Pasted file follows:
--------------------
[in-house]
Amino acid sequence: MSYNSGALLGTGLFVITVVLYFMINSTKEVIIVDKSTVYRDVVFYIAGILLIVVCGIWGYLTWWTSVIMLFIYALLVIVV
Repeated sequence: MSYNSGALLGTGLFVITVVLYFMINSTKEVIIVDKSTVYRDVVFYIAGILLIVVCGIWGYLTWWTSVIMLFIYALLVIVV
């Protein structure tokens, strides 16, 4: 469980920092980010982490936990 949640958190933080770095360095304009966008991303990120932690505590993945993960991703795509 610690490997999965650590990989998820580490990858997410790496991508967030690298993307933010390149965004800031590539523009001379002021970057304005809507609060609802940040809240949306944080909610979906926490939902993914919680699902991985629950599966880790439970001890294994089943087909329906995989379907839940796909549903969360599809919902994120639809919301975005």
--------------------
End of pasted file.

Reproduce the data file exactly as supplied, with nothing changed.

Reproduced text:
[in-house]
Amino acid sequence: MSYNSGALLGTGLFVITVVLYFMINSTKEVIIVDKSTVYRDVVFYIAGILLIVVCGIWGYLTWWTSVIMLFIYALLVIVV
Repeated sequence: MSYNSGALLGTGLFVITVVLYFMINSTKEVIIVDKSTVYRDVVFYIAGILLIVVCGIWGYLTWWTSVIMLFIYALLVIVV
């Protein structure tokens, strides 16, 4: 469980920092980010982490936990 949640958190933080770095360095304009966008991303990120932690505590993945993960991703795509 610690490997999965650590990989998820580490990858997410790496991508967030690298993307933010390149965004800031590539523009001379002021970057304005809507609060609802940040809240949306944080909610979906926490939902993914919680699902991985629950599966880790439970001890294994089943087909329906995989379907839940796909549903969360599809919902994120639809919301975005």